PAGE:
“This is a clearly partisan political move to rearrange the deck chairs to get the political result they want of moving single payer health care forward,” she said.

In speech at GOP fundraiser, Christie offers self up as “blueprint” for Republican resurgence

New Jersey Gov. Chris Christie (courtesy photo)

New Jersey Gov. Chris Christie (courtesy photo)

“Candidates matter.”

That was the message from the Republican governor of New Jersey Wednesday night as he regaled nearly 700 members of the Vermont GOP with the story of his own unlikely rise to prominence in a state where politics tend to run the same shade of blue as in Vermont.

“Here’s our message: candidates matter. Candidates matter more than money. Candidates matter more than data mining… Candidates matter more than TV commercials and they matter more than mail pieces and they matter more than those incredibly annoying automated phone calls. They matter more than any of that,” Christie said Wednesday.

Media were barred from attending Wednesday’s fundraising gala at the Champlain Valley Expo in Essex Junction, but an audio recorder belonging to the Vermont Press Bureau made it past the gates. In addition to Christie, the recording captured speeches delivered by Lt. Gov. Phil Scott and Rep. Heidi Scheuermann, who were among the lead organizers of an event they say marked the dawn of a new era in the Vermont Republican Party. Continue reading

Documents spotlight state’s escalating fight with exchange contractor

In a sternly worded letter to a top executive at the technology firm hired to build Vermont’s new health insurance exchange, the Shumlin administration late last month served notice that it plans to withhold more than $5 million in payments as a result of CGI’s “failure” to meet key deadlines.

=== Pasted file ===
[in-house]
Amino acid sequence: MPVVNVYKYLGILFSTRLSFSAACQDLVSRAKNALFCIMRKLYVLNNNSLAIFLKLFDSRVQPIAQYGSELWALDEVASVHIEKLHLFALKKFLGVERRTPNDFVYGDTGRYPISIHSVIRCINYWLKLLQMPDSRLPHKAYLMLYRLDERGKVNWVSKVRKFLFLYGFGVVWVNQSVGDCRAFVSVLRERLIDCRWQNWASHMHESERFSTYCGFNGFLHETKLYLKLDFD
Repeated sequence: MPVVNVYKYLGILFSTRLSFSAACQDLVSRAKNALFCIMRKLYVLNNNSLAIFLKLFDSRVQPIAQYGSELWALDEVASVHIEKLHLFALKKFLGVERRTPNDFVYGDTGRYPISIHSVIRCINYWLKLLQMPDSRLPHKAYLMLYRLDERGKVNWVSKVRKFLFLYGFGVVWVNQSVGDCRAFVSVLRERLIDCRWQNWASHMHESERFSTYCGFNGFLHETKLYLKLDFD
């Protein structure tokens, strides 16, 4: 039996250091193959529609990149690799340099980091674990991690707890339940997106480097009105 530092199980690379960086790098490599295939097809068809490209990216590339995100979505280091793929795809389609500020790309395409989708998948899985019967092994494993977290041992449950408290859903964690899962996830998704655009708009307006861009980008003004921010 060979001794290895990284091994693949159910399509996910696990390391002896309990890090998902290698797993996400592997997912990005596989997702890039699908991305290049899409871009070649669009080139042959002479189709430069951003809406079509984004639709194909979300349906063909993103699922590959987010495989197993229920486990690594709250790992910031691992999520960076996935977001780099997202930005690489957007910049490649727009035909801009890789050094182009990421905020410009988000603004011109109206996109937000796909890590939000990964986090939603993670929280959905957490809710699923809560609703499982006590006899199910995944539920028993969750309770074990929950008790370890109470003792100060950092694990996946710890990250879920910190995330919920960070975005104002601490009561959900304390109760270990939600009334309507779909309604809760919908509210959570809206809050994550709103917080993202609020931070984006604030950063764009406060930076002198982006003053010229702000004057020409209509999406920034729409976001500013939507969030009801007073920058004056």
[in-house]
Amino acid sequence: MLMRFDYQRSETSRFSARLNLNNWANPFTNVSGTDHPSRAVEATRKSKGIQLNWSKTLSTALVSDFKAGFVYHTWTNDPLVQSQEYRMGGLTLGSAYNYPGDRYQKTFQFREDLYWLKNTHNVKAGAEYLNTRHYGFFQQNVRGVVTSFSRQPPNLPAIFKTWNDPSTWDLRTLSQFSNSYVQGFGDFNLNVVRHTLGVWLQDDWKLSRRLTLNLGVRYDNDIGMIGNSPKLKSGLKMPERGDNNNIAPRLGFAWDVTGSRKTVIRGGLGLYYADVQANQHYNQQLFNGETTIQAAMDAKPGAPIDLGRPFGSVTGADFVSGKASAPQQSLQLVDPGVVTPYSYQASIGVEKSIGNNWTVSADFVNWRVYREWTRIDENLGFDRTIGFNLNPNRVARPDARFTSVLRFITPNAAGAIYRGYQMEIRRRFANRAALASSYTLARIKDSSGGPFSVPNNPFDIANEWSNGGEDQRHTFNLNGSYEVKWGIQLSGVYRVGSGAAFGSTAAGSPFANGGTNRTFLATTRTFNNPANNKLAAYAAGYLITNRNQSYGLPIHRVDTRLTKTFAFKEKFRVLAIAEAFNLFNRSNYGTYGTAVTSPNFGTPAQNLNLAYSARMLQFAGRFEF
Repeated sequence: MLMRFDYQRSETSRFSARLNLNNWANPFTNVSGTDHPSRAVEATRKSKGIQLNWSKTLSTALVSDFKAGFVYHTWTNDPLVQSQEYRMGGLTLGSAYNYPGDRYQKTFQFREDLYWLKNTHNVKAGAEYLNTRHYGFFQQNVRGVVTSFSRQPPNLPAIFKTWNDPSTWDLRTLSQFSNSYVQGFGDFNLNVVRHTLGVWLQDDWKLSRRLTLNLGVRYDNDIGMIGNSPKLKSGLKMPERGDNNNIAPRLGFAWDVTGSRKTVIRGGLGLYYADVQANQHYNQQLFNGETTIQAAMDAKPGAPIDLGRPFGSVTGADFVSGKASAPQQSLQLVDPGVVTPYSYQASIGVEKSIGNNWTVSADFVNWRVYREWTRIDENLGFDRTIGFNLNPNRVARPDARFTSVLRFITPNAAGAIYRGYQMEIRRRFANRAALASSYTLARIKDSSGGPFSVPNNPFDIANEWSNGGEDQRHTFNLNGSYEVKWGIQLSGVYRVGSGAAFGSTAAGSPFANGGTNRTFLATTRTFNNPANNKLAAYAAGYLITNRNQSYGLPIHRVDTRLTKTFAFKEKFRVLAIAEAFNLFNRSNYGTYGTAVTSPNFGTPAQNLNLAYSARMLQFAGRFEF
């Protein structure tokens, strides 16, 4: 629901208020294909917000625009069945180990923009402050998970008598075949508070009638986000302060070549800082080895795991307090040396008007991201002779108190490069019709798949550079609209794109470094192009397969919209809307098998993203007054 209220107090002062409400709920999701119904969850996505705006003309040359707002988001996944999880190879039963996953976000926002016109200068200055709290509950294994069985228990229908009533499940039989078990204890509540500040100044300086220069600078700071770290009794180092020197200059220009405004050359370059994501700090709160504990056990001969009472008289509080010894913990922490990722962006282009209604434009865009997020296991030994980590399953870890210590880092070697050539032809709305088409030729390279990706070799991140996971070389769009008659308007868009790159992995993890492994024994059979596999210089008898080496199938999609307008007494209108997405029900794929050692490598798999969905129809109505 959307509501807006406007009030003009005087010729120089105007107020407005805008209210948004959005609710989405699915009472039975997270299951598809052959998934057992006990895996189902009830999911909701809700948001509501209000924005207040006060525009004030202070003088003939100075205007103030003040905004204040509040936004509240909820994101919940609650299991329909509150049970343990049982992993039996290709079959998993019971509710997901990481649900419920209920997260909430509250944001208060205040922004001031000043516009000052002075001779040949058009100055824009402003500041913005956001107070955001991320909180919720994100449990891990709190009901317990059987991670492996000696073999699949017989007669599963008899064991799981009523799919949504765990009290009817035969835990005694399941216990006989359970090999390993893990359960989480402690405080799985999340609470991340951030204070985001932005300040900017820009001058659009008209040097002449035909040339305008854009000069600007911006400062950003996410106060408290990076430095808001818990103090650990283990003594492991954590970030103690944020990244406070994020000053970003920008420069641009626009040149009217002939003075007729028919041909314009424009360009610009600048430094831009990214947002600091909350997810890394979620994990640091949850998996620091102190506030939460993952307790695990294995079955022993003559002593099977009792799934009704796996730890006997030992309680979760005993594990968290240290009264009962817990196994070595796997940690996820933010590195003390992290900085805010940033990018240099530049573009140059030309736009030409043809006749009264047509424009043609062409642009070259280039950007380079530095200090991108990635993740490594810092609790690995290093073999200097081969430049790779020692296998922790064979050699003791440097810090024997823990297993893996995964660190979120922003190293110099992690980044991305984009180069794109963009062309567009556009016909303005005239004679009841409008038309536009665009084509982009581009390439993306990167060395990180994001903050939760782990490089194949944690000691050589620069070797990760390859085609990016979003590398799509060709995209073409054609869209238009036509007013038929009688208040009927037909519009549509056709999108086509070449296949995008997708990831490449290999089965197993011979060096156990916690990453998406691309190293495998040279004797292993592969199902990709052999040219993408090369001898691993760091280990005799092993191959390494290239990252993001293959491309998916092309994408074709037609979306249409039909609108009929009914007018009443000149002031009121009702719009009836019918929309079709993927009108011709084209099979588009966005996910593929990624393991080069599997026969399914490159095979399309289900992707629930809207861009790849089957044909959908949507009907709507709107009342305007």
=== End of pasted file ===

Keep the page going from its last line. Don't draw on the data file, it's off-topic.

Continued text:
The Nov. 21 correspondence represents the first formal move by the state to impose the “liquidated damages” that CGI Technologies and Solutions could face for missing at least four “critical milestones.”

Larson_letter1

Larson_letter2

And it comes as the state seeks new bargaining power over the company on which it’s relying to fix the problems that will otherwise prevent Vermont from having a fully functioning exchange.

“What we’re focused on now is making sure we exercise the rights we have under the contract … and making sure Vermonters get what they were promised,” Mark Larson, commissioner of the Department of Vermont Health Access, said in a phone interview Tuesday. Continue reading

Christie fundraiser sells out

MONTPELIER — The Vermont GOP’s Welcome Winter Gala featuring New Jersey Gov. Chris Christie has sold out, according to a party official.

Brent Burns, the state GOP’s political director, wrote to supporters Monday with the news. Party officials “have been absolutely overwhelmed by the excitement it has generated among Vermonters across the political spectrum,” he wrote.

New Jersey Gov. Chris Christie

New Jersey Gov. Chris Christie

The event, set for Dec. 11 at the Champlain Valley Expo in Essex, is being hosted by Lt. Gov. Phil Scott and Stowe Rep. Heidi Scheuermann. Christie, who easily won a second term earlier this month over Democratic challenger Barbara Buono, is likely to headline the Vermont GOP’s most successful event ever, according to Burns

“It has been a long time since we’ve enjoyed this kind of enthusiasm, and we couldn’t be more proud. We have already sold more than 600 seats and this event promises to be the most successful VTGOP event of all time,” he wrote.

No additional tickets can be reserved at this time. But Burns said the party is looking at options to allow more people to attend and is generating a waiting list if additional tickets can be sold.

The Vermont GOP recently reorganized and elected a new party chairman following a public, intra-party spat between party factions. The Christie fundraiser is “just the beginning of the revitalization of the Vermont Republican Party in Vermont,” Burns wrote.